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Australian Islands Evacuated as Cyclone Hamish Lashes Coast

March 8th, 2009 Category: Tropical Cyclones

Tropical Cyclone Hamish 18P, Infrared and Water Vapour composite - March 8th 2009, 12:00 UTC

Tropical Cyclone Hamish 18P, Infrared and Water Vapour composite - March 8th 2009, 12:00 UTC

Australian authorities evacuated resort islands in Queensland state and put emergency services on alert as Tropical Cyclone Hamish lashed the northern coast with strong winds.

About 3,000 people, including hotel guests, residents and campers are being evacuated from Fraser Island, a World Heritage, listed site about 300 kilometers (186 miles) north of the state capital, Brisbane, the Department of Emergency Services said. Only essential workers have been allowed to stay at Lady Elliot and Heron resort islands.

Troops can be “deployed at short notice if required not only in the event of a major disaster but to assist with evacuations,” Queensland Premier Anna Bligh said at a televised news conference today.

The cyclone, with winds as high as 260 kilometers (162 miles) an hour, was heading south-southeast parallel to Queensland’s coast, threatening islands along the Great Barrier Reef, the Bureau of Meteorology said today. The state government warned people to be prepared to flee their homes at short notice.

Hamish was downgraded by the bureau to a Category 4 storm from Category 5 at 1 p.m. local time. Forecasters said the storm had earlier been as powerful as Cyclone Larry, which caused widespread destruction when it made landfall in Queensland in 2006, according to the Australian Broadcasting Corp.

Islands in Lockdown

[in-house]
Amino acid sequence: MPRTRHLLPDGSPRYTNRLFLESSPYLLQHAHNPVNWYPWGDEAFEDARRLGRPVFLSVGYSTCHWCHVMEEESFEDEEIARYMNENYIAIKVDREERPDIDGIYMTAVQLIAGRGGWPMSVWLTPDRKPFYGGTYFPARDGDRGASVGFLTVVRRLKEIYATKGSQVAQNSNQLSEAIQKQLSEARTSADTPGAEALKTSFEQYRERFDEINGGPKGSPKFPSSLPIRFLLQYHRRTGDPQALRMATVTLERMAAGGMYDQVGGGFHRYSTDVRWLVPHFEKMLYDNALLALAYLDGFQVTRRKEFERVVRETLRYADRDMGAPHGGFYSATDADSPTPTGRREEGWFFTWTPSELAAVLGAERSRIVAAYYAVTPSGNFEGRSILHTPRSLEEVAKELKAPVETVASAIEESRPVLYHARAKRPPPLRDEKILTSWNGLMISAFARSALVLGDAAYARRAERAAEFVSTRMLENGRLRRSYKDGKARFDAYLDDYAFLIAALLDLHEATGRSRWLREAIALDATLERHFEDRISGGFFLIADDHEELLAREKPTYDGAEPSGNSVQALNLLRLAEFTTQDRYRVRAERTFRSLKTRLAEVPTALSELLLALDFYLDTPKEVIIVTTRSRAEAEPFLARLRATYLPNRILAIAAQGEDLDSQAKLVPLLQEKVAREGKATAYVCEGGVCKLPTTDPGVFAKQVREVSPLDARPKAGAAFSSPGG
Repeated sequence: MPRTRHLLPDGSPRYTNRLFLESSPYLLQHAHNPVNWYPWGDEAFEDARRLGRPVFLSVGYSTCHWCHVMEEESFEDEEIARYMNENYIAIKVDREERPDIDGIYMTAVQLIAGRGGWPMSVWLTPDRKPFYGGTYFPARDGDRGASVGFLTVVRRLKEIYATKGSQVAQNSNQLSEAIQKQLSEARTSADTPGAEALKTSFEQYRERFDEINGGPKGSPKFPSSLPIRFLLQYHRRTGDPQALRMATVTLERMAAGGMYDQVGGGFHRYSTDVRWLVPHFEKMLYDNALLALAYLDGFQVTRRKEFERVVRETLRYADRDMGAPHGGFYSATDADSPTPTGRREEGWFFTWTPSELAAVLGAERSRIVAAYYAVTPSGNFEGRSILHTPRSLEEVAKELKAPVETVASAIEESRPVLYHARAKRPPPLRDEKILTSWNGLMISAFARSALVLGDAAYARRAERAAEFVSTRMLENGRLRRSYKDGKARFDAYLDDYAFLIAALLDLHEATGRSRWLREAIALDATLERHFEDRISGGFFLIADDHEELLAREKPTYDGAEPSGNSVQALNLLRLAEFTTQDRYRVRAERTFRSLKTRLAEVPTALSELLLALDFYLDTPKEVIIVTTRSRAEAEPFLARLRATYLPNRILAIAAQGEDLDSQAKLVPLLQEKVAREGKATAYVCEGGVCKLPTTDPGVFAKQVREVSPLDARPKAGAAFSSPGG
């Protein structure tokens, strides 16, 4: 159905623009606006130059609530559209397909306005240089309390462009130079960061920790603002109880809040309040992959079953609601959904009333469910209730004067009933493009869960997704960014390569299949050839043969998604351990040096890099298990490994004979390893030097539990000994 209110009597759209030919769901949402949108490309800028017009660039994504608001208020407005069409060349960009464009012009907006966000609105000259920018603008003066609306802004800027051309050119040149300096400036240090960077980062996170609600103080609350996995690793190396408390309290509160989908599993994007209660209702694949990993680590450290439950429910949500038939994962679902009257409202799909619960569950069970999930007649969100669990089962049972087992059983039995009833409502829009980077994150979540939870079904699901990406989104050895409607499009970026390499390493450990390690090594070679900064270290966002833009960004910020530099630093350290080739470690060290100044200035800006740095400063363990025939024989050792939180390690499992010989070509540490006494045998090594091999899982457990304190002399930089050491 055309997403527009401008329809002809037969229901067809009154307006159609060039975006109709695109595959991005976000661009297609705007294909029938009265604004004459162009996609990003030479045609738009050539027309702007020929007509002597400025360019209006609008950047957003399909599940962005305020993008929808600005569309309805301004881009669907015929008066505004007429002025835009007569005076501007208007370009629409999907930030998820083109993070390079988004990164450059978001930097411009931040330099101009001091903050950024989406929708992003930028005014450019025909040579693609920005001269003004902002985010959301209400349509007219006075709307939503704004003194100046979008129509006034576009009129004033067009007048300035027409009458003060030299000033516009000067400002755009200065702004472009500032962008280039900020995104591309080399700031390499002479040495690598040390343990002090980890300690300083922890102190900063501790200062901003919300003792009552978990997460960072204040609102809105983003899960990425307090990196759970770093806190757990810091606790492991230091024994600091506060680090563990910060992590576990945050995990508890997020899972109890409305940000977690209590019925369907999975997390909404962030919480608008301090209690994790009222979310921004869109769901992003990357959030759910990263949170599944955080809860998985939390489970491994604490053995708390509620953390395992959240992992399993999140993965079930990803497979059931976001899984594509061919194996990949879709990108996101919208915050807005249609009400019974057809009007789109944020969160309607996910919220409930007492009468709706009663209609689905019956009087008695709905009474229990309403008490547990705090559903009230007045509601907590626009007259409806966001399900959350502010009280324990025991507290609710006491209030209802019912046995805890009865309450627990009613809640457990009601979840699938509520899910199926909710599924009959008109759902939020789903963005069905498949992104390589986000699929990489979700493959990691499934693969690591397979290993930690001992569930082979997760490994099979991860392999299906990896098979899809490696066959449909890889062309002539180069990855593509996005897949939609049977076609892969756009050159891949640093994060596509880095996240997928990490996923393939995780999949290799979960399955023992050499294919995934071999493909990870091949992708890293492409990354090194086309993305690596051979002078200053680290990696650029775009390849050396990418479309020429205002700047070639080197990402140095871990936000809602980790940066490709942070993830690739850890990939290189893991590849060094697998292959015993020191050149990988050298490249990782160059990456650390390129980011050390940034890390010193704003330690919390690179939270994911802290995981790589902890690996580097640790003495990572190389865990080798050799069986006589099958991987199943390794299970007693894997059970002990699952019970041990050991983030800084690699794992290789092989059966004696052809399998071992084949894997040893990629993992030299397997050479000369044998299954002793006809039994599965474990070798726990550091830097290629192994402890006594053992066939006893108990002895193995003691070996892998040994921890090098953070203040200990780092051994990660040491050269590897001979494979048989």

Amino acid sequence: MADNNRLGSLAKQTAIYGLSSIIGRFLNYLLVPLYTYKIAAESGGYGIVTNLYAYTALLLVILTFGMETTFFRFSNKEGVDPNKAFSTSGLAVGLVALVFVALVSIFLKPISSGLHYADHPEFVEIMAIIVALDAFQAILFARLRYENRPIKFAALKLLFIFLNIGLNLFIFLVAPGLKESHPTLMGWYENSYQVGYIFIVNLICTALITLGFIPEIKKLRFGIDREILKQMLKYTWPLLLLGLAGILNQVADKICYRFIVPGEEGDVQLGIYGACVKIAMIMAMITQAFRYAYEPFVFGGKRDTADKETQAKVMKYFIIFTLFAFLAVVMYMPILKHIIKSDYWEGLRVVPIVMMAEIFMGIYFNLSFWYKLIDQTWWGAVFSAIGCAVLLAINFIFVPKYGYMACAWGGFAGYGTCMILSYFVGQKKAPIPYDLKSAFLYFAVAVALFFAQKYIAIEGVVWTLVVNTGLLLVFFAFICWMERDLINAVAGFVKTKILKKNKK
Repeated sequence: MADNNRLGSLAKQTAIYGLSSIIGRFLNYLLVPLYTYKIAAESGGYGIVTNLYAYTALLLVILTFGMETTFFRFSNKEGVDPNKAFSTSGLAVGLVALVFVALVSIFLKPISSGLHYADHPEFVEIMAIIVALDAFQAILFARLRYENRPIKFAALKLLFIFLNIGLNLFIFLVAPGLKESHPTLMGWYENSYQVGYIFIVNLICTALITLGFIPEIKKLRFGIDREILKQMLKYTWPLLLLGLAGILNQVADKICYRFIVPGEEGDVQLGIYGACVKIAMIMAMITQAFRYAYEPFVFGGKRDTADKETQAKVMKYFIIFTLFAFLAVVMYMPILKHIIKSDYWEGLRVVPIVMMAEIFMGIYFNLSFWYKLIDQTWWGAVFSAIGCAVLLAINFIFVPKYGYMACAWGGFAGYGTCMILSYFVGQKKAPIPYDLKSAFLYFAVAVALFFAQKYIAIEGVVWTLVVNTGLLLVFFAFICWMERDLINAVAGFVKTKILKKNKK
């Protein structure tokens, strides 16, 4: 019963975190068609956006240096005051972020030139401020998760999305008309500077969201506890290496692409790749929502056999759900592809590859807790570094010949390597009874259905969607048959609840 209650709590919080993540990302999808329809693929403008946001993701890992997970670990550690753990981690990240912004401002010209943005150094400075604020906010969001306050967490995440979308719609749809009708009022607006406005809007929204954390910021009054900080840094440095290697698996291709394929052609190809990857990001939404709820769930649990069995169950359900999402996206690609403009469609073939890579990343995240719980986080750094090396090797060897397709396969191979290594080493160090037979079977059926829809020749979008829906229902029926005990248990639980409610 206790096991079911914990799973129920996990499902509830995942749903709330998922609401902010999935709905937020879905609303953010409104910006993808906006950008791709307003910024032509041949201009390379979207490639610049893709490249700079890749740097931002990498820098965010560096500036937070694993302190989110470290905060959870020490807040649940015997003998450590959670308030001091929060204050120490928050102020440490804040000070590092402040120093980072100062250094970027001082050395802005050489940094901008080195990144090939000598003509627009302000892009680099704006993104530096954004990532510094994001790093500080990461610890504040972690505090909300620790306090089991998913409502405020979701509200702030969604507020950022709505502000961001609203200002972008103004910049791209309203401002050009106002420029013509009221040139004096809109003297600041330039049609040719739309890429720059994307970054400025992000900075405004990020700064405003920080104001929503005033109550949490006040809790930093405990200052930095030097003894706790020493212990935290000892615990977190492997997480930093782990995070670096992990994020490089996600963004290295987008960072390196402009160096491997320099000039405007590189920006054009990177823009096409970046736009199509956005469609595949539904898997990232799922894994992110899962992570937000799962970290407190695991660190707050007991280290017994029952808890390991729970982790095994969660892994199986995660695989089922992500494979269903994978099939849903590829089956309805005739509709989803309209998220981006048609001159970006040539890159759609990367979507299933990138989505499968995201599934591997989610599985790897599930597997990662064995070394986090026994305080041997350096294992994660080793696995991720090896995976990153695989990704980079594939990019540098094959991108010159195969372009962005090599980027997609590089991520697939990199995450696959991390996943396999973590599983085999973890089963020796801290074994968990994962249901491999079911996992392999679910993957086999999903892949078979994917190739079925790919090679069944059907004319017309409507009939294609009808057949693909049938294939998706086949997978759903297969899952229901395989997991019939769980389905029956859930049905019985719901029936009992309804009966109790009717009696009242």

Hamilton Island went into lockdown last night with residents and tourists sheltering from the storm in the largest hotels. The lockdown was set to be lifted this afternoon, Susan Boyd, a tourism spokeswoman for the island, said by telephone. She said holidaymakers were expected to start flying into the resort again from tomorrow.

Hamish was estimated to be 170 kilometers east-northeast of Mackay and heading south-southeast at 17 kilometers an hour, the weather bureau said. The eye of the storm isn’t forecast to hit the coast.

“Destructive winds are expected to affect exposed coastal and island communities between Mackay and Gladstone,” the bureau said on its Web site.

The Whitsundays, a string of 74 tropical islands bordered by the Great Barrier Reef, should be spared the “very destructive core of the cyclone,” according to an earlier bureau advisory.

Sea levels are expected to rise as the storm moves southeast and large waves may produce flooding along the foreshore, it said in the latest update. Heavy rain may cause rivers to flood.

Queensland accounts for about 95 percent of sugar production in Australia. Much of the sugar cane is grown in coastal regions. The state is also home to coal and base metal mines.

Heavy rain in northern Queensland in recent months caused flooding that may cut sugar output as much as 15 percent in 2009, CSR Ltd., the nation’s biggest sugar refiner, said last month.

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